The legal landscape for the possession and use of marijuana has changed considerably in the last 10 years.
In fact, 23 states and the District of Columbia currently have laws on the books that legalize marijuana for a varying number of reasons, according to Governing Magazine. Of those 23, 4 states — Alaska, Oregon, Colorado and Washington — have legalized it for recreational use in recent years. The District of Columbia’s residents just this past year voted to approve a referendum that legalized the possession of a small amount of marijuana.
The other states have legalized the use of cannabis for medicinal purposes, with the exact rules governing each state varying slightly.
In Texas, however, marijuana is outlawed for any purpose. Tens of thousands are arrested for possession of marijuana in the state every year — the FBI reported that 130,000 were arrested for drug abuse violations in 2013.
What is the law in Texas concerning marijuana possession?
Texas law holds that the possession, use, sale and/or harvesting of marijuana is illegal. Texas statute 481.121 outlines the various levels of offense and the corresponding possible punishments for each offense. The severity of punishment generally hinges on the amount of marijuana you allegedly have in your possession.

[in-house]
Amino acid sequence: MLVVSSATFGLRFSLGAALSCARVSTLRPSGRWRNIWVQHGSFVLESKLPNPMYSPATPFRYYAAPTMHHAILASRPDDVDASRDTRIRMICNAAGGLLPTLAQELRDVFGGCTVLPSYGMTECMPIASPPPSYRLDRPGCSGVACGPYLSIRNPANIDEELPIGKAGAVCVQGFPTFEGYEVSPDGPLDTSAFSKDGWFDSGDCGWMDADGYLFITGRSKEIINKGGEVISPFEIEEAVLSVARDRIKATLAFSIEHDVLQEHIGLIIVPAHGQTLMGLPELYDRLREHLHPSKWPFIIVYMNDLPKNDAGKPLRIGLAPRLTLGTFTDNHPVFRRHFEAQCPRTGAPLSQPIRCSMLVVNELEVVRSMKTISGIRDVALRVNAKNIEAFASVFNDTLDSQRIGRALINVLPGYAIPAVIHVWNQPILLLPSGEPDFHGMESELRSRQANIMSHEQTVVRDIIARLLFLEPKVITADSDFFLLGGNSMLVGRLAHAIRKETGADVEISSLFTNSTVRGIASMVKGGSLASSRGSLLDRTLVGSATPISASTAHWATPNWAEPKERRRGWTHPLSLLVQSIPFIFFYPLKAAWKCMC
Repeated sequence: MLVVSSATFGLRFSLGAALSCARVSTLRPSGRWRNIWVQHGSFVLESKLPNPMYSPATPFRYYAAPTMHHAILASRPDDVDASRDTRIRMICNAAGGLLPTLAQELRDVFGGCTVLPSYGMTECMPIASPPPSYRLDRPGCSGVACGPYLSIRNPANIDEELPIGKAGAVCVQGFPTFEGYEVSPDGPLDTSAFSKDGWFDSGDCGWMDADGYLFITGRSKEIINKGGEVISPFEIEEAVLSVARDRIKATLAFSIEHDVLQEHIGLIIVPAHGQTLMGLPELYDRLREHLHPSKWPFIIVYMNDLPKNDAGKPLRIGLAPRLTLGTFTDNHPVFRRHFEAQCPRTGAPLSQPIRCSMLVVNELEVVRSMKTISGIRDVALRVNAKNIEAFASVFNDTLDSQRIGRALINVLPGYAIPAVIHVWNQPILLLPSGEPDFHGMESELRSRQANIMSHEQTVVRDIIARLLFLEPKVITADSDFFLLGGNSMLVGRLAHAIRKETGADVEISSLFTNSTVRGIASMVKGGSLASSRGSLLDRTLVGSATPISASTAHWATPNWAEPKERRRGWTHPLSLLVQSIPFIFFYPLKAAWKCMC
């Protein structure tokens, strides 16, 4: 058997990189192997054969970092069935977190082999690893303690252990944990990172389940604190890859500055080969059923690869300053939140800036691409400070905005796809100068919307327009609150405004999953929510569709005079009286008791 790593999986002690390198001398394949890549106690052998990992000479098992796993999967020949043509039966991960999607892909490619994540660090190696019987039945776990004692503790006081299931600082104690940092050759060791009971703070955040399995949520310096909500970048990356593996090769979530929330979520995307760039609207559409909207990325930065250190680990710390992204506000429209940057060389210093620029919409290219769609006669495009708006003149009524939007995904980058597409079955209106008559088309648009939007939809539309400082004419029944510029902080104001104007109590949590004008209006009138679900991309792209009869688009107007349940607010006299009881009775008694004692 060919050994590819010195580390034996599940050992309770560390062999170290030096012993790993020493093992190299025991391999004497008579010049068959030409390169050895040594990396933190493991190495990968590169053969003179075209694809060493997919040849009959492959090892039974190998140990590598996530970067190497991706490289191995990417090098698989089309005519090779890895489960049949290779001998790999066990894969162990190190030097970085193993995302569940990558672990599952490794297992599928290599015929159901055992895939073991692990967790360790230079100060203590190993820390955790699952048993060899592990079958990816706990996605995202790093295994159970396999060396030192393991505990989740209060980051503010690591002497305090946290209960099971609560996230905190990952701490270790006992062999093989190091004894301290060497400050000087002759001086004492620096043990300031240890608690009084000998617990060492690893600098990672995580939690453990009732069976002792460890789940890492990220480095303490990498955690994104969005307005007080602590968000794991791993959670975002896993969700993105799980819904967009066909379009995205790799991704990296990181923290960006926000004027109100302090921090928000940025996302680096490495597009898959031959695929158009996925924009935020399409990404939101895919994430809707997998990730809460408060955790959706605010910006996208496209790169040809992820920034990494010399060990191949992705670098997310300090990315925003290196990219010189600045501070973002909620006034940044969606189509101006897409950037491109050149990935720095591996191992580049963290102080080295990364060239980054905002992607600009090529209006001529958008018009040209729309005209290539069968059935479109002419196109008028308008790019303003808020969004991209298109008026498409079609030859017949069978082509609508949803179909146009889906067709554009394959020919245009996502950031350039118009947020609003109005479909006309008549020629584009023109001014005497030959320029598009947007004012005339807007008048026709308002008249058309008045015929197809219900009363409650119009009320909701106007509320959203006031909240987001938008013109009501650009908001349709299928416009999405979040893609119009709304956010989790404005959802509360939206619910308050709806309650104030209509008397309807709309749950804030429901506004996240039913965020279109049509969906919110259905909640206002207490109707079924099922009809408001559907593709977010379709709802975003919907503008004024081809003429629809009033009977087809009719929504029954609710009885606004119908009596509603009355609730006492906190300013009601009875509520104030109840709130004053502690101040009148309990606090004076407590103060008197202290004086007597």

- 2 oz or less: Class B misdemeanor with penalty of up to 180 days in county jail and a fine of $2,000
- Between 2 and 4 oz: Class A misdemeanor with a penalty of up to 1 year in county jail and fine of up to $4,000
- Between 4 oz and 5 lbs: State jail felony with a penalty of between 180 days and 2 years in state jail and a fine of up to $10,000
- Between 5 and 50 lbs: 3rd degree felony with a penalty of between 2 and 10 years in prison and a fine of up to $10,000
- Between 50 and 2,000 lbs: 2nd degree felony with a penalty of between 2 and 20 years in prison with a fine of up to $10,000
- More than 2,000 lbs: Enhanced 1st degree felony with a penalty of between 5 and 99 years in prison and a fine of up to $50,000
What should I do if I’ve been arrested for possession of marijuana in Texas?
While there has been some movement in the state with regard to changing the marijuana laws in the past week alone, it’s looking unlikely the laws will be changing anytime soon. According to the Houston Chronicle, a state House Committee just last week voted to approve legislation to make it legal to buy and sell marijuana in Texas. The piece of legislation, however, has “virtually no chance” of actually getting full approval from the state legislature as a whole, according to the Chronicle.
If you’ve been arrested for possession of marijuana in Houston, contact the lawyers at the Law Offices of Tad Nelson & Associates today. Being arrested and criminally charged can be confusing enough. We can walk you through your rights and responsibilities, how to proceed with the case and what ramifications you might face as a result.